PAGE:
So being visible remains a key strategy for hopeful pro-staffers, and allowing that visibility to include all aspects of life can help. On a different note, I wondered if there were projects that didn’t work. Looking back, what has Kilburn learned to avoid in terms of pro bass marketing?
“Reductions were not good,” Kilburn summed up. Whether that was reductions in personnel, or opting out of certain programs, her team has learned the importance of diversifying involvement.
“Mercury has a lot of partners that are key to our success. There’s a very intricate circle to this. We are aware of the need to be mindful to those partnerships, whether that be people, dealers, OEMs or boat companies.”
Such steered the conversation perfectly to my next question; one I assumed would be the elephant in the room. What did Mercury plan to do about the expanding bass tournament scene? Could they support all the tours or would they be forced to choose a side, as it seems some manufacturers are doing?
“This is a topic we talk about a lot,” Kilburn sighed. “But we need to support venues that support anglers to fish competitively … and we want balance. We’ve had a very long partnership with B.A.S.S. and B.A.S.S. provides us with top-tier (competition) and the Classic. That’s crucial to the longevity of the sport. MLF gave us the opportunity for a unique television product and helped to expand and grow the sport and (MLF) now has a complete package (with the acquisition of grassroots-based FLW).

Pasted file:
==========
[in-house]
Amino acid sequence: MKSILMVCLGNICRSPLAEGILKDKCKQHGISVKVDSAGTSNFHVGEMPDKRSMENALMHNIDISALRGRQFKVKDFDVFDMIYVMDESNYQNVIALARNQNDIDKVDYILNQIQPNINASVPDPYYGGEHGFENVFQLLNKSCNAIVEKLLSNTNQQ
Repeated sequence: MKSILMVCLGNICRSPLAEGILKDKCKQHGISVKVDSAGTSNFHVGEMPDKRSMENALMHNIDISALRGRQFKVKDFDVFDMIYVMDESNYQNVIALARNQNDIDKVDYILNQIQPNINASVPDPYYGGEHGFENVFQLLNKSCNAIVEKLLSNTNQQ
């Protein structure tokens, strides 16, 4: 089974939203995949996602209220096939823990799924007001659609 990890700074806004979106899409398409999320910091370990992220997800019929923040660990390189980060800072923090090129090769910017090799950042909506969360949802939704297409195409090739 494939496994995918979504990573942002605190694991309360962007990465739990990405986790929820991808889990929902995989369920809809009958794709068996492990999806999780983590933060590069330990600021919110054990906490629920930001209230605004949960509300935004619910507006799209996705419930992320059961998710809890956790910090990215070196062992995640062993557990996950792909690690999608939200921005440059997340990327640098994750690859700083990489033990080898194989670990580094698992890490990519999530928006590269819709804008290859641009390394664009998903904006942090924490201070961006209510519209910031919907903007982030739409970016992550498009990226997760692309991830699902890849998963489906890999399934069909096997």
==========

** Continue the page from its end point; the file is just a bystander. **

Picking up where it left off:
“These two venues offer different things, and both are unique.” Kilburn added that Mercury’s strategy to support each is, then, “balanced and strategic."
Another hot topic hit my mind: What were her thoughts on the collapse of Evinrude as an outboard manufacturer?
“It’s kind of sad,” Kilburn replied candidly. “It’s a part of history that’s gone. We like competition … and this puts more pressure on the remaining manufacturers.” She went on to summarize that the end of Evinrude’s business may have been “the right decision for them” and that, conversely, Mercury bet early on four-stroke technology, which is now paying off.
Through the conversation with Kilburn, her enthusiasm for the brand was always apparent, only bested by her devotion toward the outdoor lifestyle. The COVID pandemic had changed things, no doubt, but given many, including Kilburn, a re-direct on the important things in life. Reinventing, and sharing that time and those experiences with family. She sees boating as a way to allow everyone a chance to do so.
“We’re giving our customers a chance to live their dreams, whether that’s a peaceful morning on the lake, or going fast in a boat, or listening to music at the beach.” Marketing efforts today, she insists, “connect people with that passion.”
And Kilburn should know. “I love being outdoors and on the water,” she concluded. It’s truly the most precious time I have.”
(Joe Balog is the often-outspoken owner of Millennium Promotions, Inc., an agency operating in the fishing and hunting industries. A former Bassmaster Open and EverStart Championship winner, he's best known for his big-water innovations and hardcore fishing style. He's a popular seminar speaker, product designer and author, and is considered one of the most influential smallmouth fishermen of modern times.)